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Case Studies, Decolonising the curriculum, News

For research-richer or poorer

Bristol is a research-led university, and our Education Strategy positions us in terms of a research-rich curriculum. Within and far beyond the institution, research-led terms are seen as both engaging and problematic. As we embark on emboldening what Bristol means by a research-engaged education, this blog takes an external view of some of the thorny matters we need to grapple with to ensure that UoB creates a research-rich learning environment for the long-term.

We will ensure that programmes are research-rich, intellectually challenging and internationally relevant and meet the highest academic standards, thereby ensuring that all students experience a culture of research and the excitement of discovery.

Education Strategy

Who can teach a research-rich curriculum?

There is sometimes an assumption that only researchers can undertake research-led teaching, but this is untrue. Anyone who teaches can deliver a research-rich curriculum, by staying up to date on relevant disciplinary research and finding appropriate ways to embed it. This can be as simple as updating bibliographies in handbooks, to refreshing reading in seminars, or replicating experiments in the lab. More advanced ways of enhancing how students engage with research in their studies is through whole-curriculum design, including assessments. BILT have collated case studies on research-rich teaching, but we are actively looking for more, so get in touch to share your practice!

What limits are we placing on research-richness by design?

An issue that can affect all degree programmes is the managerial balance between staff planning and teaching expertise. Prof Ruth Holliday (Leeds) warns that if units do not rely on a particular individual to teach, they can be stripped of their research-richness. Dr Vanessa Heggie echoes this point, citing the cognitive dissonance of global specialist experts that teach generic courses. A recent study supports the drive for continuing to provide specialist courses, as they result in improved student success (in contexts where both staff and students are motivated, and there is a high degree of skills transfer that improves students’ ability to succeed in their assessments).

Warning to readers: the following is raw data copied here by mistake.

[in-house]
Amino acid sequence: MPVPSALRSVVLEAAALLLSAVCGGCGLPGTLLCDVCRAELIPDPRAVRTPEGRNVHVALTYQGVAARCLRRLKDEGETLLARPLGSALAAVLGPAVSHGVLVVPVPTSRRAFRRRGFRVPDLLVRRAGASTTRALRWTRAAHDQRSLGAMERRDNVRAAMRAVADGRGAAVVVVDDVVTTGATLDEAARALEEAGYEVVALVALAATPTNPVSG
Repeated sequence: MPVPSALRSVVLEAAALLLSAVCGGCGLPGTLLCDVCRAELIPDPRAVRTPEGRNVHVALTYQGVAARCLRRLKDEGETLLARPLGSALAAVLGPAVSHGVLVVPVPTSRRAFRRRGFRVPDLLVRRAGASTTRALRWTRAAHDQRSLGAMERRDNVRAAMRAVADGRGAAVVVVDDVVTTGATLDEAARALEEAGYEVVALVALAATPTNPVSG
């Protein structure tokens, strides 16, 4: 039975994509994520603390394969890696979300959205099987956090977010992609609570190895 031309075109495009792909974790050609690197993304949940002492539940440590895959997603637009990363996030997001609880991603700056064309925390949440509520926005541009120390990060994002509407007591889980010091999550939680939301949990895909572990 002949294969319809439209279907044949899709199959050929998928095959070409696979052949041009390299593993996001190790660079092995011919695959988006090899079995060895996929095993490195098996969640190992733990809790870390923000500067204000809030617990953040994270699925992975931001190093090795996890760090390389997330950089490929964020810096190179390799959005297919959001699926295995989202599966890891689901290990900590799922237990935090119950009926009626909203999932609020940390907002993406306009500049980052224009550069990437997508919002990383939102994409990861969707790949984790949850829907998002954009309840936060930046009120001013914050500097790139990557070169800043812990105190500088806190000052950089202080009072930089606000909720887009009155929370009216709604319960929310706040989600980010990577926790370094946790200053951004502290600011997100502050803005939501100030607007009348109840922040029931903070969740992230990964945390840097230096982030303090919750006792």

Does research-culture support research-rich teaching?

Durham academic Dr David Petts asks why grant proposals never ask how research will be translated into teaching, pointing out “if I make an ‘education pack’ for schools, that’s “impact” – but if I make one for my own students, it doesn’t count”. It’s a keen observation that UK-wide research culture does not in fact value research-rich teaching directly. This is a prompt for every member of staff at UoB to think about how they are personally influencing research culture locally and through their engagement with research-partners and publishers. An individual member of staff may not be able to make a big difference, but a collective voice chorusing for recognition of the value of research-informed teaching could be impactful.

How can we enhance research-rich teaching through intersectional approaches?                                             

Research-led teaching is also informed by efforts to decolonise the curriculum, as highlighted by UoB academic Dr Foluke I Adebisi, speaking on the resistance decolonising teaching. BILT have developed a suite of resources on decolonising the curriculum in response to these provocations: https://bristol.ac.uk/bilt/our-work-and-who-we-are/themes/decolonising-the-curriculum/.

Dr Alix Dietzel asks What about lived experience teaching? which is tied to decolonising the curriculum but also extends to the need to respect equality, diversity and inclusion not just about what is taught, but who is doing the teaching. We can also ask what voices, epistemologies, practices, ideologies and world views are included in our teaching, and to what degree that they are included. Such questions can be integrated into reflective learning practice and critical thinking exercises that develop broad awareness and understanding while enhancing core skills.

Next steps

  • We encourage all staff to get in touch with BILT and work with us to support student-led cross-faculty research activities, such as the BILT Student Journal and the BILT Festival of Student Research. Find out more here: http://bristol.ac.uk/bilt/our-work-and-who-we-are/themes/students-as-researchers/
  • Share your practice! It might take an hour of your time to write some notes about how you embed research into your teaching and learning practice, but your case study could inspire others into the future – don’t be shy! Email bilt-info@bristol.ac.uk.

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